Characterizing the lower log region of the atmospheric surface layer via large-scale particle tracking velocimetry
- 357 Downloads
As a first step toward characterizing coherent structures within the atmospheric surface layer (ASL), measurements obtained via a large-scale particle tracking velocimetry (LS-PTV) system were validated against wind-measurement station data as well as canonical turbulent boundary layer studies. The LS-PTV system resolves three-dimensional, Lagrangian tracks over a 16 m3 volume. Mean-velocity measurements, as well as vertical and shear Reynolds-stress measurements, generally agreed with wind-measurement station data and Reynolds-stress profiles referenced from literature. The probability distributions for streamwise, spanwise and vertical velocity-fluctuation components appear normally distributed about zero. Furthermore, the probability distributions for all three components of Lagrangian acceleration were exponential and followed the parametrization curve from LaPorta et al. (Lett Nat 409:1017–1019, 2001). Lastly, the vorticity probability distributions were exponential and symmetric about zero, which matches findings from Balint et al. (Fluid Mech 228:53–86, 1991). The vorticity intensity measured by the LS-PTV system was less than values from Priyadarshana et al. (Fluid Mech 570:307–346, 2007), which is attributed to the low spatial resolution. However, the average spacing of 0.5 m between tracer particles is deemed sufficient for the future characterization of vortical structures within the ASL.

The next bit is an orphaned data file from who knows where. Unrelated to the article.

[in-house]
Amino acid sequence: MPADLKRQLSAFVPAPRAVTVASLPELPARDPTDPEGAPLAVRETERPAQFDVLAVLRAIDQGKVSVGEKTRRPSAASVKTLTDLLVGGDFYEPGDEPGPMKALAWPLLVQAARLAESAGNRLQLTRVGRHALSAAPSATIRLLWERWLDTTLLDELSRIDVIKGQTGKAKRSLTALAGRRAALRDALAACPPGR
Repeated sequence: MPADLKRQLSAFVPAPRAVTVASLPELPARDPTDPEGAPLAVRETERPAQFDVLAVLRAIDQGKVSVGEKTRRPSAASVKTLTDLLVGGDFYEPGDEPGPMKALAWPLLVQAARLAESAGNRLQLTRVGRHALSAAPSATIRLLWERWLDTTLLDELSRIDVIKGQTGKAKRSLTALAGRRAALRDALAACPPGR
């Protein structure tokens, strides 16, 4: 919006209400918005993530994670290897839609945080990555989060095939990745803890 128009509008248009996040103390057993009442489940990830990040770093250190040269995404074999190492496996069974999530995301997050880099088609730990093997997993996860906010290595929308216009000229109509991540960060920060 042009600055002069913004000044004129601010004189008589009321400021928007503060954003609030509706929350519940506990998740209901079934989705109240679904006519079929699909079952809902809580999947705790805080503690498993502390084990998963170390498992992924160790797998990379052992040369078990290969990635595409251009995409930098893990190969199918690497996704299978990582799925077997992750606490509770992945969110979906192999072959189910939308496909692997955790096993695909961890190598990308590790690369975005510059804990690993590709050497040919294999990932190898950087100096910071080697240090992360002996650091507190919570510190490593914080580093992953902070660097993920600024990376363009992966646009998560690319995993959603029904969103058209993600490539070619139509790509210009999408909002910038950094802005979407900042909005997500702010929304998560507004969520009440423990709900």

KeywordsVorticity Coherent Structure Tracer Particle Atmospheric Surface Layer Tomographic Particle Image Velocimetry
The authors wish to thank Alberta Innovates Technology Futures for their financial backing. Thanks also go to Genivar Wind for their generous support in the development and operation of the wind mast. The authors also wish to thank Tyler Christensen and Mohamed Arif Mohamed for their assistance during data acquisition, and Dr. Masaki Hayashi for providing access to his eddy-covariance system.
- Balint J-L, Wallace JM, Vukoslavcevic P (1991) The velocity and vorticity vector fields of a turbulent boundary layer. part 2. statistical properties. Fluid Mech 228:53–86Google Scholar
- Kaimal JC, Finnigan JJ (1994) Atmospheric boundary layer flows-their structure and measurement. Oxford University Press, New York, NYGoogle Scholar
- Machacek M (2003) A quantitative visualization tool for large wind tunnel experiments. Ph.D. thesis, Swiss Federal Institute of TechnologyGoogle Scholar
- Marusic I, McKeon BJ, Monkewitz PA, Nagib HM, Smits AJ, Sreenivasan KR (2010) Wall-bounded turbulent flows at high reynolds numbers: recent advances and key issues. Phys Fluids 25:431–442Google Scholar
- Mockett CR (1998) Dispersion and reconstruction. Astrophyical and geophysical flows as dynamical systems. WHOI Tech Report 166:166–188Google Scholar
- Pasquill F (1961) The estimation of dispersion of windborne material. Meteorol Mag 90:33–49Google Scholar
- Raffel M, Willert CE, Wereley ST, Kompenhans J (2007) Particle image velocimetry: a practical guide, 2nd edn. Springer, New YorkGoogle Scholar
- Sugiyama G, Nasstrom JS (1999) Methods for determining the height of the atmospheric boundary layer. Lawrence Livermore National Laboratory, LivermoreGoogle Scholar
- Sun Y, Zhang Y (2003) Development of a stereoscopic particle image velocimetry system for full-scale room airflow studies: part ii: Experimental setup. Am Soc Heat Refridgeration Air-Conditioning Eng 09:8–540Google Scholar